What else is our life but a series of preludes to that unknown Hymn, the first and solemn note of which is intoned by Death?—Love is the glowing dawn of all existence; but what is the fate where the first delights of happiness are not interrupted by some storm, the mortal blast of which dissipates its fine illusions, the fatal lightning of which consumes its altar; and where is the cruelly wounded soul which, on issuing from one of these tempests, does not endeavour to rest his recollection in the calm serenity of life in the fields? Nevertheless man hardly gives himself up for long to the enjoyment of the beneficent stillness which at first he has shared in Nature’s bosom, and when “the trumpet sounds the alarm”, he hastens, to the dangerous post, whatever the war may be, which calls him to its ranks, in order at last to recover in the combat full consciousness of himself and entire possession of his energy.

During the course of the work a three-note motif consistently recurs as, in musically descriptive terms, the happiness of love is upset by turns of fate, and the refuge of pastoral existence is shattered by war.  Nonetheless, the work ends with the motif resounding triumphantly, as even war has proven to have some ennobling power.

Beethoven’s last piano concerto, the Concerto for Piano and Orchestra No. 5 in E-Flat Major, op. 73, was composed during one of the many personally difficult periods of his life. The year 1809 began well for Beethoven as a group of three young, aristocratic Beethoven enthusiasts joined together to offer the composer an annuity contract that would assure Beethoven a guaranteed income. In opposition to this apparently happy development, in May 1809, Napoleon’s armies were bombing Vienna; the exploding artillery shells were probably especially painful to Beethoven’s already severely deteriorated hearing. In addition, most of Beethoven’s friends and sponsors fled the city, not returning until after the new year. Finally, due to the French military occupation of Vienna, Beethoven was unable to make his usual restorative move to the country that summer. All this personal distress was accompanied by the general economic and material hardships that afflict war-torn regions. Despite all these unpleasant circumstances, the music of the concerto does not reflect the turbulent conditions in which it was conceived.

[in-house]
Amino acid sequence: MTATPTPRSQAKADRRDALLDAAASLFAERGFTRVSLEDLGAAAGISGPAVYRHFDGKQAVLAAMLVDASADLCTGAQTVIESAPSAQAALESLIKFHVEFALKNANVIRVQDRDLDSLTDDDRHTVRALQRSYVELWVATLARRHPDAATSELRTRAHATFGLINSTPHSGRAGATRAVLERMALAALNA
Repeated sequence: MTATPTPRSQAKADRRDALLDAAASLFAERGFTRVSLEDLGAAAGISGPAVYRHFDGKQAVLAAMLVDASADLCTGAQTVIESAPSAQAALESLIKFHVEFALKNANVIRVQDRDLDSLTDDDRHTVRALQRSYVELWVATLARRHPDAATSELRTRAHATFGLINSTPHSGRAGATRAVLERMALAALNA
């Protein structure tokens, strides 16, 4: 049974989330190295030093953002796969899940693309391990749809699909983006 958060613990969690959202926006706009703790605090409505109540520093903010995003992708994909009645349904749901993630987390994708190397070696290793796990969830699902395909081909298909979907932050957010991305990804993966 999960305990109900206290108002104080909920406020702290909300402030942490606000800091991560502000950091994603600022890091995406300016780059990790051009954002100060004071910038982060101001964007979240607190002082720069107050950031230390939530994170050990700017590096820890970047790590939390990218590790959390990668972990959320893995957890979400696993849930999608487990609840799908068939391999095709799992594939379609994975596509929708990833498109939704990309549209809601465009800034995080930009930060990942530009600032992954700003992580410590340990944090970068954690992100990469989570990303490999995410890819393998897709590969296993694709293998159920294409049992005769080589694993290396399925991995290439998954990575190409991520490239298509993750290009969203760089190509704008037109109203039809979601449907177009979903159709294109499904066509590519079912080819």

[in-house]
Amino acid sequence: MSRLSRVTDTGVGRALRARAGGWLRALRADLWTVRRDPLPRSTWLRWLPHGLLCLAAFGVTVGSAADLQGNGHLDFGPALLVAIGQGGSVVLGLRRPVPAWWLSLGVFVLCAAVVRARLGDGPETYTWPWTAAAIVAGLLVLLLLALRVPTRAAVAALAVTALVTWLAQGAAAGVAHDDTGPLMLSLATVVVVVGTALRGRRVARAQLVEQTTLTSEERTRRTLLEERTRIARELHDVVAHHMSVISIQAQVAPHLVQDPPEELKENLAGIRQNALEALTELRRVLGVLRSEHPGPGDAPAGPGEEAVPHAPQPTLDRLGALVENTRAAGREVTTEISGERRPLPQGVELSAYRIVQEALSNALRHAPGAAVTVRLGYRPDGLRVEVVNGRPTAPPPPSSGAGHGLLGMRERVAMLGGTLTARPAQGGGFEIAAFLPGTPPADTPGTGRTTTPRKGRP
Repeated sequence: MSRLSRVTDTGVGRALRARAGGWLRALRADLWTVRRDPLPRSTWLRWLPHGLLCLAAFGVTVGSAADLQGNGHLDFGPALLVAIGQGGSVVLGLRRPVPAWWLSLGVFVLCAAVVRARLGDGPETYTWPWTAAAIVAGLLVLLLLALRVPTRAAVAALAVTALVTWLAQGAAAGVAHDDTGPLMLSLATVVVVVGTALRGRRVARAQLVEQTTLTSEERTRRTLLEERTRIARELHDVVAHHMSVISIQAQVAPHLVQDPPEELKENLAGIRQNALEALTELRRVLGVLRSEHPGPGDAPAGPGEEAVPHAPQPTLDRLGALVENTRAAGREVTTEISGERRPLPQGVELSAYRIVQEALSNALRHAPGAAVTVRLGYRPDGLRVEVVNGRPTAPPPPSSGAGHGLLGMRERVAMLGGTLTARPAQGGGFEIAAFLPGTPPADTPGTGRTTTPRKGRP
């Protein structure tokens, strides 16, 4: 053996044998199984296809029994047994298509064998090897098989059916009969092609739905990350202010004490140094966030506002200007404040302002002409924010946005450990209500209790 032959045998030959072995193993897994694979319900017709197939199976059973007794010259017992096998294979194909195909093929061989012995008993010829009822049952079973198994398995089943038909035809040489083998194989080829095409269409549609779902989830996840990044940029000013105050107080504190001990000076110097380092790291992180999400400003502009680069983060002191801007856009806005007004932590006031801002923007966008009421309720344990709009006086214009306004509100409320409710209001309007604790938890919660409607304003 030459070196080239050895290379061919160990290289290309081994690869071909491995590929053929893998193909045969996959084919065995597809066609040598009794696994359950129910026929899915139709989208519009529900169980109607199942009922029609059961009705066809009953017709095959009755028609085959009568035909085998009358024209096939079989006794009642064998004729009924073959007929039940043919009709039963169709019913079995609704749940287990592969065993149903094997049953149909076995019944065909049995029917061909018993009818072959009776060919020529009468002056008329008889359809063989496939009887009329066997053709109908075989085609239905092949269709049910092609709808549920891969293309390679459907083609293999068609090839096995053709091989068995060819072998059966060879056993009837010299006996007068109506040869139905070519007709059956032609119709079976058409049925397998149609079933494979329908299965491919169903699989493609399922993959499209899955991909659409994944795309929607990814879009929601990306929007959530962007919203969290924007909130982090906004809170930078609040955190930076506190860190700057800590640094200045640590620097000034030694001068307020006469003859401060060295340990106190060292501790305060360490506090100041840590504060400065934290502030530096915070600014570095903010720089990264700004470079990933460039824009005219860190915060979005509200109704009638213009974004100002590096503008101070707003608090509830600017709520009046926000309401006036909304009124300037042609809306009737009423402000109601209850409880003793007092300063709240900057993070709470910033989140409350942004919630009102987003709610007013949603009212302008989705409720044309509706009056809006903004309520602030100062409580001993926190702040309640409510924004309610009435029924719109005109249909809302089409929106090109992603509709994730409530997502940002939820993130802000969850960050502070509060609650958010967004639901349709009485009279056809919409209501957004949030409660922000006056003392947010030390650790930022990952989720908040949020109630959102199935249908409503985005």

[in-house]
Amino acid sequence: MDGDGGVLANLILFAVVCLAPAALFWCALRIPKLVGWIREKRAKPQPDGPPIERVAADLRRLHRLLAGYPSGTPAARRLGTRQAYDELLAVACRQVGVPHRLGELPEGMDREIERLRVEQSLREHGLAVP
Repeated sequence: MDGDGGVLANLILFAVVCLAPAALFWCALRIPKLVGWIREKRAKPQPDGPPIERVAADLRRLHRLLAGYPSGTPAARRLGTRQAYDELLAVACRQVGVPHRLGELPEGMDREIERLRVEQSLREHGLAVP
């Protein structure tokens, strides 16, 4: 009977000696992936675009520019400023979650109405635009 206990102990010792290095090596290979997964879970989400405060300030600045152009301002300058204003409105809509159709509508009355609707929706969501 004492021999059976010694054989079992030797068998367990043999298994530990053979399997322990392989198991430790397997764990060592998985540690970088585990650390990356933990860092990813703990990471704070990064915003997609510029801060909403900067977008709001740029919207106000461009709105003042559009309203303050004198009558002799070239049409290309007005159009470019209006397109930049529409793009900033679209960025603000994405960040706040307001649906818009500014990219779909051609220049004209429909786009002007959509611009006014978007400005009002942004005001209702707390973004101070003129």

The Fifth Piano Concerto is Beethoven’s longest and grandest work for solo piano with orchestra. Its character has more in common with the expansive “Pastoral” Symphony than the driving and explosive energy of the Fifth. Despite this more moderated character, the concerto is not conservative in its compositional detail. Striking harmonic turns, demanding piano writing and innovative formal construction are the hallmarks of this concerto. From the outset, Beethoven establishes the highly virtuosic role of the piano through the flourishes that flow out of the opening orchestral chords. The propulsive main theme is then heard, providing the basis of the ensuing orchestral introduction. This noble melody is followed by a second idea whose restrained character sharply contrasts the first theme. Throughout the movement the solo piano is tested by ever more challenging passagework. The role of the orchestra alternates between partner, servant, and rival to the soloist creating an ever-changing, dynamic relationship that draws us into the unfolding drama of the music.

The second movement begins with the restrained, almost religious sound of muted strings singing a graceful melody that prepares us for the solo piano’s almost angelic descent into the realm of the orchestra. After a series of extended trills and arabesques, the solo piano then takes up the hymn-like melody first heard in the orchestra accompanied by throbbing pizzicato strings. The theme is then played by solo winds entwined by a persistently undulating filigree in the piano before an unexpected change in harmony and mood gradually draws us into the robust Finale.

The main theme of the Finale has the character of a heavy-footed dance whose driving, infectious rhythm creates a grandly sweeping flow to the movement. True to the rondo form of this movement, this vigorous dancing theme returns time and again with ever increasing joy. The surging conclusion to the concerto is set-up by the unusual combination of piano and solo tympani who gradually slow the momentum of the music before the last flurry of activity that brings the work to its exultant close. © 2021 Robert S. Katz, Ph. D.